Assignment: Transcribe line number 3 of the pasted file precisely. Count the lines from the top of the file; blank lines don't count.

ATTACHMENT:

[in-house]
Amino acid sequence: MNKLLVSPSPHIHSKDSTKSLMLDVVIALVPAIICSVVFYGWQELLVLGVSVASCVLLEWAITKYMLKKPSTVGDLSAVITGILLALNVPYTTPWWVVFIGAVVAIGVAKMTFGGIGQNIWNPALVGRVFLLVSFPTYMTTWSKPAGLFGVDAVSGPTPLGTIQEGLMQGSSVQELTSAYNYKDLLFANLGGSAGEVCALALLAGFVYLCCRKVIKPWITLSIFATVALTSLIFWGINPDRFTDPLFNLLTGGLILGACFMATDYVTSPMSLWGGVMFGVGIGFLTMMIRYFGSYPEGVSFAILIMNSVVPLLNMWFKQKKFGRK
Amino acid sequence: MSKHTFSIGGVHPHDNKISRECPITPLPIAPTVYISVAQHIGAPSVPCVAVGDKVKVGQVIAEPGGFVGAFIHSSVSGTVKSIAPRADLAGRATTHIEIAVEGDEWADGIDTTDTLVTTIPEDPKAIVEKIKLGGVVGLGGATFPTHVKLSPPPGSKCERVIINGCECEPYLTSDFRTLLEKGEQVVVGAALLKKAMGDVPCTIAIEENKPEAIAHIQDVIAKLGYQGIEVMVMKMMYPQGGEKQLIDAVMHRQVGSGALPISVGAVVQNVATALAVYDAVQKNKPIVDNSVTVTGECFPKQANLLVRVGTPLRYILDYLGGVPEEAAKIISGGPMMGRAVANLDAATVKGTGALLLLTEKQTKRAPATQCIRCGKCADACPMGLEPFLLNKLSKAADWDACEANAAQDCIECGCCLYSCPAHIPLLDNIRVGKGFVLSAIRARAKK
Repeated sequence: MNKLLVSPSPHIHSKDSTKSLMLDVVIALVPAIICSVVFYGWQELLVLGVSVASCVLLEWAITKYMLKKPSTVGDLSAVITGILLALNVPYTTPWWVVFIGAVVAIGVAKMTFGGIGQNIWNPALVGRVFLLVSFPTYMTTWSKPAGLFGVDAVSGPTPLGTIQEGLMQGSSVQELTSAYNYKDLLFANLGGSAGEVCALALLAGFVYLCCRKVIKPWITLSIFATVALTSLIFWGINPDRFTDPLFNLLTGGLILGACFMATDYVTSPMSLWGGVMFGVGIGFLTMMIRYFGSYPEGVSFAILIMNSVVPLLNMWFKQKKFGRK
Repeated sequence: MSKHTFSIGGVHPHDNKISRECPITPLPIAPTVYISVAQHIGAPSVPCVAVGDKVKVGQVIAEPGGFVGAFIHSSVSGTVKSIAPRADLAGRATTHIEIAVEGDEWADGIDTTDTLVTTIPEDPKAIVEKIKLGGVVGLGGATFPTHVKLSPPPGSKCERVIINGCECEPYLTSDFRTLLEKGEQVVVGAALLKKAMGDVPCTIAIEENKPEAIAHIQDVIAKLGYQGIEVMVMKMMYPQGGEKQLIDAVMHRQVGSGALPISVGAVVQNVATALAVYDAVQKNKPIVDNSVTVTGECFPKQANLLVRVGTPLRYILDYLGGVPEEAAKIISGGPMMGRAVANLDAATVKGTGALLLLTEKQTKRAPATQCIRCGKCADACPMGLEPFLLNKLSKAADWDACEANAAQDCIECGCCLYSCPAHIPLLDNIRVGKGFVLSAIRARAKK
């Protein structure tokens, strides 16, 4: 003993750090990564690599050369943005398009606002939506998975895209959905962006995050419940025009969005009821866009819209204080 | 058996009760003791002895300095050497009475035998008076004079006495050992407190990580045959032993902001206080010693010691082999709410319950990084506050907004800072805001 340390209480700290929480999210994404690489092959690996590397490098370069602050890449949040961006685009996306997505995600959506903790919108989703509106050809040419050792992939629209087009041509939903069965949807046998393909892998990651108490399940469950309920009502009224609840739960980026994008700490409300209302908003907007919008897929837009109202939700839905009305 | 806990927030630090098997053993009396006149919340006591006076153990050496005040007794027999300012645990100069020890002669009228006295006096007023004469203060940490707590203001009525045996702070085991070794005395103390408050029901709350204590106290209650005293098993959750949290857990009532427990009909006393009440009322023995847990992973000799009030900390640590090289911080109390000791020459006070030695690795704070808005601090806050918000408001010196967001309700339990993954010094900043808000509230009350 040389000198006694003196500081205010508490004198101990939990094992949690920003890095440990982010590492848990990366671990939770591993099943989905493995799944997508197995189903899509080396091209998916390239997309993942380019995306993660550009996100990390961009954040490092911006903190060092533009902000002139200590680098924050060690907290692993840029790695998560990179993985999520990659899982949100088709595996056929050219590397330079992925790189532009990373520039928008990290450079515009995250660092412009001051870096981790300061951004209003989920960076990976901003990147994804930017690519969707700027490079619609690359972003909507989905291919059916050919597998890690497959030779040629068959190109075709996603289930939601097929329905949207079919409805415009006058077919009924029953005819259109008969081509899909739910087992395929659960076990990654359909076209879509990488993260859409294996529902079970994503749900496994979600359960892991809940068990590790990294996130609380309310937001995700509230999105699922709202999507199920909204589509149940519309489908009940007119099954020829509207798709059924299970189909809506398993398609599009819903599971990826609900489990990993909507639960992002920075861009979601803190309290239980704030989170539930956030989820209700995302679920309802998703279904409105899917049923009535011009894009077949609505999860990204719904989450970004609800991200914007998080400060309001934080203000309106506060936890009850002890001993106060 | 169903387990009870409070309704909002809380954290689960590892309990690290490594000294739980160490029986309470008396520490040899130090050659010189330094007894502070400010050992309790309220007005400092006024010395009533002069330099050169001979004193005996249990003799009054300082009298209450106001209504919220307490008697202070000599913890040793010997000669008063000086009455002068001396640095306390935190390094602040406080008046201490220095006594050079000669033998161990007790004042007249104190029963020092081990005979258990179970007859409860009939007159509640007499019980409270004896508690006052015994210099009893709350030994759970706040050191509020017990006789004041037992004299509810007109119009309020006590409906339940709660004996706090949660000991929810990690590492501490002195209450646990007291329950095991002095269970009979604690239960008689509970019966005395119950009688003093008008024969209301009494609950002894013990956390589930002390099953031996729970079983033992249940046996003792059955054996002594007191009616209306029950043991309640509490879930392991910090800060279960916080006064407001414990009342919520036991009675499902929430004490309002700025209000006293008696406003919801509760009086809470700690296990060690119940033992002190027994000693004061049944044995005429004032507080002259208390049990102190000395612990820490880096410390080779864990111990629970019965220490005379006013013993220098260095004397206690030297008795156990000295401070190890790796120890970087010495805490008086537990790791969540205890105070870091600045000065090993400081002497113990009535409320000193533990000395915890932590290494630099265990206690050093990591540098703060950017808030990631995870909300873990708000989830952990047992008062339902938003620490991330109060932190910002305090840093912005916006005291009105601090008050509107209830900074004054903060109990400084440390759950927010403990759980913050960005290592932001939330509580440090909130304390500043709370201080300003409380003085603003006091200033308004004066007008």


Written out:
Amino acid sequence: MSKHTFSIGGVHPHDNKISRECPITPLPIAPTVYISVAQHIGAPSVPCVAVGDKVKVGQVIAEPGGFVGAFIHSSVSGTVKSIAPRADLAGRATTHIEIAVEGDEWADGIDTTDTLVTTIPEDPKAIVEKIKLGGVVGLGGATFPTHVKLSPPPGSKCERVIINGCECEPYLTSDFRTLLEKGEQVVVGAALLKKAMGDVPCTIAIEENKPEAIAHIQDVIAKLGYQGIEVMVMKMMYPQGGEKQLIDAVMHRQVGSGALPISVGAVVQNVATALAVYDAVQKNKPIVDNSVTVTGECFPKQANLLVRVGTPLRYILDYLGGVPEEAAKIISGGPMMGRAVANLDAATVKGTGALLLLTEKQTKRAPATQCIRCGKCADACPMGLEPFLLNKLSKAADWDACEANAAQDCIECGCCLYSCPAHIPLLDNIRVGKGFVLSAIRARAKK